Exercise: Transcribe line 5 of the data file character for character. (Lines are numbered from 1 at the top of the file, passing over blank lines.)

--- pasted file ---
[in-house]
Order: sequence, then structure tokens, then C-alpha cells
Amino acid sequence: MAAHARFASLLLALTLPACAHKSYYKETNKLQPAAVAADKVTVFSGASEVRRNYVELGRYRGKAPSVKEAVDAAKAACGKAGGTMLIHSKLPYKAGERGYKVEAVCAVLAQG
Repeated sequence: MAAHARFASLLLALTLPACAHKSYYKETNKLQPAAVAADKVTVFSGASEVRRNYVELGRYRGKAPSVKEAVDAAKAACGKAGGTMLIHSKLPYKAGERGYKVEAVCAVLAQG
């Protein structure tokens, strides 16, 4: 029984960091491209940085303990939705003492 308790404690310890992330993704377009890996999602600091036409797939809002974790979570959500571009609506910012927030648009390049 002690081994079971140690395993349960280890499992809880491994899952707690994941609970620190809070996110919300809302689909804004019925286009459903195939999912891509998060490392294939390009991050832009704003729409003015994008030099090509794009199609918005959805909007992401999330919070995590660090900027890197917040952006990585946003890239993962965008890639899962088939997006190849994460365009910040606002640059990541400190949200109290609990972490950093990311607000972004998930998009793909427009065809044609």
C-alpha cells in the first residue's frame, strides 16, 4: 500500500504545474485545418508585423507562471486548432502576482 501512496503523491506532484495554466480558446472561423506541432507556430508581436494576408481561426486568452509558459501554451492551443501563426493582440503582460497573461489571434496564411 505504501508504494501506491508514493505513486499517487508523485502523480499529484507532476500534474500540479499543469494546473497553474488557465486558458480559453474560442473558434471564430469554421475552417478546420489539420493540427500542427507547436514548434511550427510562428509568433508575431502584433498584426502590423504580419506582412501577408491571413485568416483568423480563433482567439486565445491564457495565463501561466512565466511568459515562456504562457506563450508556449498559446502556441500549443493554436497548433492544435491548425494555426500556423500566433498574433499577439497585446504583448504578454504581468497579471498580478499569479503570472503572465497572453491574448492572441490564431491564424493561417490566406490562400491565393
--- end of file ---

């Protein structure tokens, strides 16, 4: 029984960091491209940085303990939705003492 308790404690310890992330993704377009890996999602600091036409797939809002974790979570959500571009609506910012927030648009390049 002690081994079971140690395993349960280890499992809880491994899952707690994941609970620190809070996110919300809302689909804004019925286009459903195939999912891509998060490392294939390009991050832009704003729409003015994008030099090509794009199609918005959805909007992401999330919070995590660090900027890197917040952006990585946003890239993962965008890639899962088939997006190849994460365009910040606002640059990541400190949200109290609990972490950093990311607000972004998930998009793909427009065809044609």